Susana Solano and Pedro Alonso

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Susana Solano Susana Solano / ©A.Kosorukov

Susana Solano

Susana Solano (Barcelona, 1946) is one of Spain’s most internationally renowned sculptors.

Solano studied at the Faculty of Fine Arts Barcelona, where she also taught classes. She has participated in many international events such as Kassel’s Documenta VIII and IX (1987-1992), the 19th São Paulo Biennale (1987), Skulptur Projekte in Münster (1987), the Venice Biennale (1988 and 1993) and the Carnegie International in Pittsburgh (1988).

She was also awarded the Special Prize at the Utsukushi-ga-hara Open Air Museum in Tokyo (1985). Additionally, she was the recipient of the Spanish Ministry of Culture’s National Prize in Visual Arts (1988), the CEOE Prize in Arts (1996), the Royal Mint’s Tomás Francisco Prieto Prize (2011), the GAC Prize for her artistic career (2015) and Mestres, La Cadena del FAD (2018).

El mundo de las cosas - 2021
El mundo de las cosas – 2021
127 x 150,5 x 140 cm
Beechwood, stainless steel, 4 drums and sand
© Photography VEGAP

Pedro Alonso
Retrato de Pedro Alonso del libro «Excelentes», 2015 / ©Amparo Garrido

Pedro Alonso

Pedro L. Alonso (Madrid, 1959), doctor and epidemiologist, is the director of the World Health Organisation’s (WHO) Global Malaria Programme in Geneva, Switzerland. This programme is responsible for coordinating the WHO’s global efforts to control and eliminate malaria, establishing guidelines, standards, policies, and directives to support countries affected by malaria worldwide.

Alonso’s career in public health spans more than thirty years. His scientific research has focused on key determinants of morbidity and mortality among the most vulnerable populations.

He has published more than 300 articles in international periodicals, primarily on the treatment of malaria and trials for vaccines and preventative therapies. He has also sat on many committees, both nationally and internationally.

Prior to his position in the WHO, Alonso was director of the Barcelona Institute for Global Health (ISGlobal), professor of Global Health at the University of Barcelona and chairman of the Board of Trustees for the Manhiça Foundation and the Manhiça Health Research Centre in Mozambique.

We stand together.

When I proposed this project to Susana Solano, she pondered it for a while and eventually answered with a conditional ‘yes’. One of the conditions was that she would travel to Mozambique, to the medical research centre founded by Pedro Alonso in Manhiça. She asked me to accompany her, so I arranged to do photo and video documentation of the experience.

Susana doesn’t like to talk about her work very much, but at some point during this adventure she mentioned to me how much she identified with what Susan Sontag writes in her essay entitled ‘Against Interpretation’. This piece of writing has allowed me to view her work, especially El mundo de las cosas (The World of Things), from a different perspective.

Our mission is not to understand as much as possible from a piece of art, let alone extract more content from a work of art than is really there. Our mission is to boil the content down to its essence so as to be able to see the object in detail […].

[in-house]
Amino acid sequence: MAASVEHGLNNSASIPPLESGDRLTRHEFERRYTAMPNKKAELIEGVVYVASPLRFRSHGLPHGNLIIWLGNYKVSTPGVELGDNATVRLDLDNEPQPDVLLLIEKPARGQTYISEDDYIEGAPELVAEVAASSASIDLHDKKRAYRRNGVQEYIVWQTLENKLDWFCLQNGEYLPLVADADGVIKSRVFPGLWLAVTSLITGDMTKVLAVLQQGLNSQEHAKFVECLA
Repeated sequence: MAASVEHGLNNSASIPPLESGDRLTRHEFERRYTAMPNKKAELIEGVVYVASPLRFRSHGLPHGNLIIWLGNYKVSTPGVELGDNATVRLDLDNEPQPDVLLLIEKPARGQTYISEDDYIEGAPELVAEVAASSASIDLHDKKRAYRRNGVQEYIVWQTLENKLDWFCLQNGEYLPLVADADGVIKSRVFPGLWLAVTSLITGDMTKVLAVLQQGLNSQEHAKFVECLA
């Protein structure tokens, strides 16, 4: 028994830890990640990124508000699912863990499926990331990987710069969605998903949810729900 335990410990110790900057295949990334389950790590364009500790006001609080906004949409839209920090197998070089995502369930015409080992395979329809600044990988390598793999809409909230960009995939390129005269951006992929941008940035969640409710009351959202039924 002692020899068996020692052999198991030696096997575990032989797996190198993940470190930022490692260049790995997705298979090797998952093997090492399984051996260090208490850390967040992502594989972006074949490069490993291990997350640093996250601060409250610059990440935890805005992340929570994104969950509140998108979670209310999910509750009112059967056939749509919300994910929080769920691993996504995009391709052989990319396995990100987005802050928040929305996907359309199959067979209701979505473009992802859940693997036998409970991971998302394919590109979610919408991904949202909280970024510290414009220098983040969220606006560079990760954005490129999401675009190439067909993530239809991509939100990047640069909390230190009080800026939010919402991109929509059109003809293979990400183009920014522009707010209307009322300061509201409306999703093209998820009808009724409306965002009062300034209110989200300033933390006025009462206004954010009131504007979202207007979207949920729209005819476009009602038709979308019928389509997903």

In the interview I conducted with David Bestué three years ago, he commented the following:

[…] In personal notes dated 1995, Susana Solano posed a question to herself: ‘What do I ask of sculpture?’ And her response: ‘That it not be instantaneously readable, that its process not be immediate. It should maintain something indecipherable in me […] my work is not intended to tell a story.’

She added: ‘[…] Some things cannot be explained. They must be seen by doing and thinking. After all, when you create you draw on elements that are very much hidden…’

I chose these quotes of Susana’s because they also speak to my experience, about the difficulty of putting words to emotions, to smells, to intuition, to things that are neither measurable nor scientifically demonstrable, though no less valuable because of it. Being an artist myself, I know how important it is to give yourself over to the inexpressible in order to let ‘the magic’ happen.

It would have been too simple to just make a sculpture and sign her name to it. Susana wanted to have an experience, to spend time with the people in Manhiça. She wanted to stand beside them, share things, share the world of things.

I propose that in order to enjoy El mundo de las cosas (The World of Things), we should look at it freely and without prejudice. We should also see the drawings made by the little girls at the Centro de Acolhimento Menino Jesus in Manhiça, while thinking about malaria. We should approach this work with the words of Manuel de Falla: ‘Music is not to be understood or comprehended, it is to be felt.’ I’d like to conclude by thanking Susana Solano for having given me the opportunity to share an experience with her that was as intense as it was enlightening.

We stand together.

Amparo Garrido
Visual artist and curator of CNIO Arte

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Opening ceremony video


Gobierno de España
CNIO Stop Cancer
Excelencia Severo Ochoa
Banco Santander

Entrance Hall, Spanish National Cancer Research Centre (CNIO)
Exhibition opening: February 20th, 12h.
Hours: Mon-Fri from 9am to 7pm*
* Visitors to the exhibition must show their IDs.